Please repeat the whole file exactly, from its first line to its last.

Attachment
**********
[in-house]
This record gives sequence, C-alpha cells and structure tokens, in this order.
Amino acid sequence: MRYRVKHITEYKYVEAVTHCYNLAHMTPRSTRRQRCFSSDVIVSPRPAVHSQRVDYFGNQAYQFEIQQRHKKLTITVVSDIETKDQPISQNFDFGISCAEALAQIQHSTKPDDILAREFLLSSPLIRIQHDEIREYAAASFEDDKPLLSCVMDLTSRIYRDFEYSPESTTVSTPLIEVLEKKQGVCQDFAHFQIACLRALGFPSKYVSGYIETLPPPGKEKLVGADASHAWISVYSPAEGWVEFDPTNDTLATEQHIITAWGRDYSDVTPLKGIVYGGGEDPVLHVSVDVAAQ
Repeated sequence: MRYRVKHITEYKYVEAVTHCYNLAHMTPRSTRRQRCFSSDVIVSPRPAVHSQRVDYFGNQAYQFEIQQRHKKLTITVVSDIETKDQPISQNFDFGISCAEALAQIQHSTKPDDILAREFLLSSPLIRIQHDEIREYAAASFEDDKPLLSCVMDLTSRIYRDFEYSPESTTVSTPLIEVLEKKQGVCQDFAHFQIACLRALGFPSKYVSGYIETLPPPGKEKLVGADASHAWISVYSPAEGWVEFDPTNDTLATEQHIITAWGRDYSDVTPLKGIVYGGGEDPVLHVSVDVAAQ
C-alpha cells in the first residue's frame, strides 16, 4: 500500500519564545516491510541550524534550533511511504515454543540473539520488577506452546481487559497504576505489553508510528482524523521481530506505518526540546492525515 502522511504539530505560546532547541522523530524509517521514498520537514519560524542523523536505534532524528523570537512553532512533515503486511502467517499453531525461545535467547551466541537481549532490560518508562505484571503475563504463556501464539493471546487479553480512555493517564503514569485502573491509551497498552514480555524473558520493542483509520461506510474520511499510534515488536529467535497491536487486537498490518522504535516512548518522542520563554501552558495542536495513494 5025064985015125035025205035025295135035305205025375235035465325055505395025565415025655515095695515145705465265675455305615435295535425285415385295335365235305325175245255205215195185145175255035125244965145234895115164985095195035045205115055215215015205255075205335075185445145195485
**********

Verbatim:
[in-house]
This record gives sequence, C-alpha cells and structure tokens, in this order.
Amino acid sequence: MRYRVKHITEYKYVEAVTHCYNLAHMTPRSTRRQRCFSSDVIVSPRPAVHSQRVDYFGNQAYQFEIQQRHKKLTITVVSDIETKDQPISQNFDFGISCAEALAQIQHSTKPDDILAREFLLSSPLIRIQHDEIREYAAASFEDDKPLLSCVMDLTSRIYRDFEYSPESTTVSTPLIEVLEKKQGVCQDFAHFQIACLRALGFPSKYVSGYIETLPPPGKEKLVGADASHAWISVYSPAEGWVEFDPTNDTLATEQHIITAWGRDYSDVTPLKGIVYGGGEDPVLHVSVDVAAQ
Repeated sequence: MRYRVKHITEYKYVEAVTHCYNLAHMTPRSTRRQRCFSSDVIVSPRPAVHSQRVDYFGNQAYQFEIQQRHKKLTITVVSDIETKDQPISQNFDFGISCAEALAQIQHSTKPDDILAREFLLSSPLIRIQHDEIREYAAASFEDDKPLLSCVMDLTSRIYRDFEYSPESTTVSTPLIEVLEKKQGVCQDFAHFQIACLRALGFPSKYVSGYIETLPPPGKEKLVGADASHAWISVYSPAEGWVEFDPTNDTLATEQHIITAWGRDYSDVTPLKGIVYGGGEDPVLHVSVDVAAQ
C-alpha cells in the first residue's frame, strides 16, 4: 500500500519564545516491510541550524534550533511511504515454543540473539520488577506452546481487559497504576505489553508510528482524523521481530506505518526540546492525515 502522511504539530505560546532547541522523530524509517521514498520537514519560524542523523536505534532524528523570537512553532512533515503486511502467517499453531525461545535467547551466541537481549532490560518508562505484571503475563504463556501464539493471546487479553480512555493517564503514569485502573491509551497498552514480555524473558520493542483509520461506510474520511499510534515488536529467535497491536487486537498490518522504535516512548518522542520563554501552558495542536495513494 5025064985015125035025205035025295135035305205025375235035465325055505395025565415025655515095695515145705465265675455305615435295535425285415385295335365235305325175245255205215195185145175255035125244965145234895115164985095195035045205115055215215015205255075205335075185445145195485